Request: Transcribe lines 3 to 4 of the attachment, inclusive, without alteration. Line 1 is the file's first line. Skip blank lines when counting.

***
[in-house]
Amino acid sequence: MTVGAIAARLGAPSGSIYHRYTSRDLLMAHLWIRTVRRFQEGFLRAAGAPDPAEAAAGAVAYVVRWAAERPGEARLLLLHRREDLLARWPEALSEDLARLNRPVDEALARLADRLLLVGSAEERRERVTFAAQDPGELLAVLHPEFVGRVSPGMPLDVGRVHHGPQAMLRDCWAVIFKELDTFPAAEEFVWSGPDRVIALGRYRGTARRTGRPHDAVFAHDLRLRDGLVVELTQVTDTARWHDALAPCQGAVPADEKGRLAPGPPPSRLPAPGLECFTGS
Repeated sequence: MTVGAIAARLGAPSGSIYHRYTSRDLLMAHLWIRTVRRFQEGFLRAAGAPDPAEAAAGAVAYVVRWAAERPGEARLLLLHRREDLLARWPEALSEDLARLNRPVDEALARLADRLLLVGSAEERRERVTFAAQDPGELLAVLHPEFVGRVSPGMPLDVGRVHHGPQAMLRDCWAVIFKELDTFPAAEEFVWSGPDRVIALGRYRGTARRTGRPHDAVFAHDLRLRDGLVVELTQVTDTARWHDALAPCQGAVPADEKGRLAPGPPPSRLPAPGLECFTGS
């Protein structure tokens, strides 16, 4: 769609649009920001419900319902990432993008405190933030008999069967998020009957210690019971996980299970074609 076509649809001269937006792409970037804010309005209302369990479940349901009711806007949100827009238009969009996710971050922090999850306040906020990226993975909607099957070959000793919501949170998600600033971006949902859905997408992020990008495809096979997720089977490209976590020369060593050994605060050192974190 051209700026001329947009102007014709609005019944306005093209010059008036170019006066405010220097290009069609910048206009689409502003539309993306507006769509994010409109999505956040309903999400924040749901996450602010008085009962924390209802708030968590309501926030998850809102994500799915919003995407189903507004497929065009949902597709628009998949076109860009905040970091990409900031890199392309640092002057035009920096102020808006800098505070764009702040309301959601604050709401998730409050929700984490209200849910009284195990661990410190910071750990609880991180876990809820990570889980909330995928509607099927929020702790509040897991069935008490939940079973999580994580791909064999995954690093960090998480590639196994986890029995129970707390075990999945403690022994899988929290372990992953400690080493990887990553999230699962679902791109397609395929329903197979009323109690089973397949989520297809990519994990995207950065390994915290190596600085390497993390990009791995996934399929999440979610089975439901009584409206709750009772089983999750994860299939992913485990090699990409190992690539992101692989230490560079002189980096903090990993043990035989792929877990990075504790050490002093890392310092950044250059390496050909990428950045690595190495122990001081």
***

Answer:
Repeated sequence: MTVGAIAARLGAPSGSIYHRYTSRDLLMAHLWIRTVRRFQEGFLRAAGAPDPAEAAAGAVAYVVRWAAERPGEARLLLLHRREDLLARWPEALSEDLARLNRPVDEALARLADRLLLVGSAEERRERVTFAAQDPGELLAVLHPEFVGRVSPGMPLDVGRVHHGPQAMLRDCWAVIFKELDTFPAAEEFVWSGPDRVIALGRYRGTARRTGRPHDAVFAHDLRLRDGLVVELTQVTDTARWHDALAPCQGAVPADEKGRLAPGPPPSRLPAPGLECFTGS
């Protein structure tokens, strides 16, 4: 769609649009920001419900319902990432993008405190933030008999069967998020009957210690019971996980299970074609 076509649809001269937006792409970037804010309005209302369990479940349901009711806007949100827009238009969009996710971050922090999850306040906020990226993975909607099957070959000793919501949170998600600033971006949902859905997408992020990008495809096979997720089977490209976590020369060593050994605060050192974190 051209700026001329947009102007014709609005019944306005093209010059008036170019006066405010220097290009069609910048206009689409502003539309993306507006769509994010409109999505956040309903999400924040749901996450602010008085009962924390209802708030968590309501926030998850809102994500799915919003995407189903507004497929065009949902597709628009998949076109860009905040970091990409900031890199392309640092002057035009920096102020808006800098505070764009702040309301959601604050709401998730409050929700984490209200849910009284195990661990410190910071750990609880991180876990809820990570889980909330995928509607099927929020702790509040897991069935008490939940079973999580994580791909064999995954690093960090998480590639196994986890029995129970707390075990999945403690022994899988929290372990992953400690080493990887990553999230699962679902791109397609395929329903197979009323109690089973397949989520297809990519994990995207950065390994915290190596600085390497993390990009791995996934399929999440979610089975439901009584409206709750009772089983999750994860299939992913485990090699990409190992690539992101692989230490560079002189980096903090990993043990035989792929877990990075504790050490002093890392310092950044250059390496050909990428950045690595190495122990001081």